names by which the three youngest children were called, and
had twitted her with it ever since.

“B for baby—Baby Betty, Baby Bobby, and Baby Billy ;
babies must go to bed,” he explained.

Betty gave an angry kick under the table, but did not
speak.

She was very silent for the rest of that evening; but when
she and Molly were safely in bed, and the room was very
quiet, she asked:

“Molly, do you know what ‘tribulation’ means?”

“T’m not sure that I do,” was the hesitating reply.
“T think it’s something dreadful. Why do you want to
know?”

“Ts it like the dark valley Christian went through in ‘The
Pilgrim’s Progress,’ or the goblin’s cave we make up about? ”

“T expect it is something like. Why?”

“It’s on the way to heaven,” whispered Betty, in an awe-
struck tone; “the Bible says so,”

12



Caged Birds

There was silence, then Molly said:

“There’s a book in father’s library will tell you about it.
It tells the meaning of every word; father said so. A dick-
something it is.”

“T’ll ask Mr. Roper to get it for me.”

And Betty turned over on her pillow, comforted by this
thought, and fell fast asleep.

Mr. Stuart was a member of Parliament, and, being a man
who threw his whole soul into everything he did, was too
much engrossed with business when in town to have much
to do with his children. He spent-a great part of his day
in the library with his secretary, a quiet young fellow who
was looked upon by the children as an embodiment of wisdom
and learning. Mrs. Stuart saw as little of her children as her
husband ; her time was fully occupied in attending committee
meetings, opening bazaars, and superintending numerous pet
projects for ennobling and raising the standard of social
morality among the masses. She was not an indifferent
mother; she was only an active, busy woman, who, after
carefully selecting a thoroughly good and trustworthy woman
as her nurse, left the children’s training with perfect confi-
dence to her. And between her social and charitable claims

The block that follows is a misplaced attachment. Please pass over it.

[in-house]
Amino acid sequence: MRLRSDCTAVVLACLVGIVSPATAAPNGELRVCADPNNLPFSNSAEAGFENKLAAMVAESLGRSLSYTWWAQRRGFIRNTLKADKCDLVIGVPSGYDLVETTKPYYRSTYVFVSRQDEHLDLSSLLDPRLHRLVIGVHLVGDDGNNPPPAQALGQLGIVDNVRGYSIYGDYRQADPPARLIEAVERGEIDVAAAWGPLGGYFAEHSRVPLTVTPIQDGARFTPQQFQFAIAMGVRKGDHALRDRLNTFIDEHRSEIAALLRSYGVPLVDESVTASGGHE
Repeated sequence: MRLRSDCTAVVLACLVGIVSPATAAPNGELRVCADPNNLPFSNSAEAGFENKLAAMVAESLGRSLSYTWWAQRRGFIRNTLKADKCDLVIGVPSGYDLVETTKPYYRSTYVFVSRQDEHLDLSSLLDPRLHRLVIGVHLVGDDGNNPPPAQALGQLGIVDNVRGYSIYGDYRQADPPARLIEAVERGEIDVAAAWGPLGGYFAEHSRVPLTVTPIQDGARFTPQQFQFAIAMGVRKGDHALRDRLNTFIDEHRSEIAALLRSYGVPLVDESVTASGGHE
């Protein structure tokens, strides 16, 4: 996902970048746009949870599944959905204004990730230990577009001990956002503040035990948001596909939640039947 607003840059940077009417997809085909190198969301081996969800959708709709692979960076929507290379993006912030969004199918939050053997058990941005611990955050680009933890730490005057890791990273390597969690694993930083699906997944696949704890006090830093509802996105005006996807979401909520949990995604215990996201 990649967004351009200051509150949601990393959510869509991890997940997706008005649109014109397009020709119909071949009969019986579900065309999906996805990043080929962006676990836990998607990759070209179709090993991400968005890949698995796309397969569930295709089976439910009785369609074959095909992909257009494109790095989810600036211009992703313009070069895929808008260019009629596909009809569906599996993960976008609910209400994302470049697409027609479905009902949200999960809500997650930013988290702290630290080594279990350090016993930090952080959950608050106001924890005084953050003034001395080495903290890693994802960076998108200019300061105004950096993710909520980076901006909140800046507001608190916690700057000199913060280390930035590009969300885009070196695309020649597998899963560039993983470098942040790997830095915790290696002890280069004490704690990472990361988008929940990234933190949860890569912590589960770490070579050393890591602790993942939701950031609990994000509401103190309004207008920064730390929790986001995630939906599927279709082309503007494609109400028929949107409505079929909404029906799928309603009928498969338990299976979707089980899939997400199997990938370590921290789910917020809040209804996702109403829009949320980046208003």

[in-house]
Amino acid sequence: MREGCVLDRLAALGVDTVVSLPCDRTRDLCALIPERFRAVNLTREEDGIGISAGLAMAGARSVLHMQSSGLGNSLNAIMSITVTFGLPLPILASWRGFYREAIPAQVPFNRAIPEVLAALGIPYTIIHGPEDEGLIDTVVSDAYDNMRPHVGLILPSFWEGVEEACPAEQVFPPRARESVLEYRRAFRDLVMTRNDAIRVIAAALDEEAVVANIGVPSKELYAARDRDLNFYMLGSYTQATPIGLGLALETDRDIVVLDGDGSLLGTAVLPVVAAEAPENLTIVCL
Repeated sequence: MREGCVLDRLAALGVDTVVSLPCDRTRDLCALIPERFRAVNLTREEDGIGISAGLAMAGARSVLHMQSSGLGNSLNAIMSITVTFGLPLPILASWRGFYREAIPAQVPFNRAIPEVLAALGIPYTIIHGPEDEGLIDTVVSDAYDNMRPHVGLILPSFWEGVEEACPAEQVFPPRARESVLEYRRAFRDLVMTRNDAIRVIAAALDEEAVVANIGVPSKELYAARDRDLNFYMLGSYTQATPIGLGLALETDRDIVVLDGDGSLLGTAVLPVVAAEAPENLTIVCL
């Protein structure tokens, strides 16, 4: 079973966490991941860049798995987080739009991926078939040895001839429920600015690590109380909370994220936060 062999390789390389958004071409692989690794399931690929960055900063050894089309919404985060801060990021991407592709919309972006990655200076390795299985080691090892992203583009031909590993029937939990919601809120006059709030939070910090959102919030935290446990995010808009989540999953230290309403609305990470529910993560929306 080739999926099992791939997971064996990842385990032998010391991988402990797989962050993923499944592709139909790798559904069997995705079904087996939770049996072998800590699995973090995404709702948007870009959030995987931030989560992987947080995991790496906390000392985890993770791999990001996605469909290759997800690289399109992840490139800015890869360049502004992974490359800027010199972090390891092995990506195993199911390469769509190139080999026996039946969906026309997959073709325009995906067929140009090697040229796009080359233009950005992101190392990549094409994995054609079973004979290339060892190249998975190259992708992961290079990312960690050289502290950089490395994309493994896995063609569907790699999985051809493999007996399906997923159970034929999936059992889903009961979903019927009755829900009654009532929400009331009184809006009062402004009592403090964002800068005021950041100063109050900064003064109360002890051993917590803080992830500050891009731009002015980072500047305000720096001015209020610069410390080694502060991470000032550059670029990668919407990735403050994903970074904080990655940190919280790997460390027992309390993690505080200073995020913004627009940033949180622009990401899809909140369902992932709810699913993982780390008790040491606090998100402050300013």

there was not much time for having her little ones about her.

A young governess came every day for two hours to teach

the three eldest ones, but their life was essentially a nursery

one. And when the House was closed, and the husband and

wife would go off to the Continent or to the Highlands, the

children would be sent to a quiet seaside town with their 4
nurse and the nursery-maid.

The following afternoon a little figure stole quietly down to
thelibrary door. Betty knew her father was out, and Mr. Roper
never repulsed any of the children. After a timid knock she
passed in, and made a little picture as she stood in the fire-





= Se

eee allt! If,





The Odd One

light in her brown velveteen frock and large, white-frilled
pinafore.

“Well,” said Mr. Roper, wheeling round from his HDS:
desk, “what do you want, Betty?”

“‘T want one of father’s books,” the child said Be
“one that Dick Somebody wrote—a book that tells the
meaning of everything.”

“T wish there were such a one in existence,” said the
young man, smiling a little sadly. “‘ Now what is in your
little head, I wonder? ”

“Tt’s a word I want to find, please.”

“Oh, a word! Bless the child, she means a dictionary!”
And Mr. Roper laughed as he drew a fat volume out of a
shelf and placed it on a table by the little girl.

“May I help you to find it?”

“Tt’s ‘tribulation.’ I don’t know how it’s spelled.”

He did not ask questions; that was one thing that at-
tracted Betty toward him. She was a curious mixture of
frankness and reserve; she would confide freely of her own
free will, but if pressed by questions would relapse at once
into silence. He found the word for her, and she read with
difficulty, “‘ Trouble, distress, great affliction.’”

“Do they all mean tribulation? ” she asked.

“Tribulation means all of them,” was the answer.

“ And can children have tribulation, Mr. Roper?”

“What do you think?”

“JT must have it if I’m to get to heaven,” she said emphati-
cally. And then she left him, and the young man repeated
her words to himself with a sigh and a smile as he replaced
the book in its resting-place.

14



Alay
ae
II ( iy i\ i

“MOTHER NATURE”

A FEW evenings after this, as nurse was undressing the
little girls for bed, Mrs. Stuart came into the nursery. She
was going out to dinner, and looked very beautiful in her
soft satin dress and pearls. She was tall and stately, with